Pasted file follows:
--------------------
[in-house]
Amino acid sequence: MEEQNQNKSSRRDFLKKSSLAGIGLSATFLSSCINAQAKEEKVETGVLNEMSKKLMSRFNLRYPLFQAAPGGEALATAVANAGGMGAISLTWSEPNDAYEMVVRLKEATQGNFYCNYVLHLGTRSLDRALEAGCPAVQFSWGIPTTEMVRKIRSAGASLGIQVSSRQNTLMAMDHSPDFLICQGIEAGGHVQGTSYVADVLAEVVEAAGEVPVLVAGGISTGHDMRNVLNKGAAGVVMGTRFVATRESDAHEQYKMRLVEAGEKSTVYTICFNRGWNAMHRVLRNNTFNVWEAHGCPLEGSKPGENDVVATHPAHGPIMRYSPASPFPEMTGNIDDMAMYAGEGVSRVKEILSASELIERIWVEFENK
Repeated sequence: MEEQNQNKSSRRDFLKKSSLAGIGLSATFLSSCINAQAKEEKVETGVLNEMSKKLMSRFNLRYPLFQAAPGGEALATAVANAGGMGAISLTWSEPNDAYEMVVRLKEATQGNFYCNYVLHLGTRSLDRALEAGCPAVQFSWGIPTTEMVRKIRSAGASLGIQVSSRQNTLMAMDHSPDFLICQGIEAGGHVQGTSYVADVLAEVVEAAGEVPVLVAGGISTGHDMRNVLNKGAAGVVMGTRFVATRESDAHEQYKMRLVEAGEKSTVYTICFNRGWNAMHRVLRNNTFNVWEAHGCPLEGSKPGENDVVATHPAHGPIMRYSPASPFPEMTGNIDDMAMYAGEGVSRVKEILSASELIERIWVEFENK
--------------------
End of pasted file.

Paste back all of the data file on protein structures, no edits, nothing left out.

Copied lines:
[in-house]
Amino acid sequence: MEEQNQNKSSRRDFLKKSSLAGIGLSATFLSSCINAQAKEEKVETGVLNEMSKKLMSRFNLRYPLFQAAPGGEALATAVANAGGMGAISLTWSEPNDAYEMVVRLKEATQGNFYCNYVLHLGTRSLDRALEAGCPAVQFSWGIPTTEMVRKIRSAGASLGIQVSSRQNTLMAMDHSPDFLICQGIEAGGHVQGTSYVADVLAEVVEAAGEVPVLVAGGISTGHDMRNVLNKGAAGVVMGTRFVATRESDAHEQYKMRLVEAGEKSTVYTICFNRGWNAMHRVLRNNTFNVWEAHGCPLEGSKPGENDVVATHPAHGPIMRYSPASPFPEMTGNIDDMAMYAGEGVSRVKEILSASELIERIWVEFENK
Repeated sequence: MEEQNQNKSSRRDFLKKSSLAGIGLSATFLSSCINAQAKEEKVETGVLNEMSKKLMSRFNLRYPLFQAAPGGEALATAVANAGGMGAISLTWSEPNDAYEMVVRLKEATQGNFYCNYVLHLGTRSLDRALEAGCPAVQFSWGIPTTEMVRKIRSAGASLGIQVSSRQNTLMAMDHSPDFLICQGIEAGGHVQGTSYVADVLAEVVEAAGEVPVLVAGGISTGHDMRNVLNKGAAGVVMGTRFVATRESDAHEQYKMRLVEAGEKSTVYTICFNRGWNAMHRVLRNNTFNVWEAHGCPLEGSKPGENDVVATHPAHGPIMRYSPASPFPEMTGNIDDMAMYAGEGVSRVKEILSASELIERIWVEFENK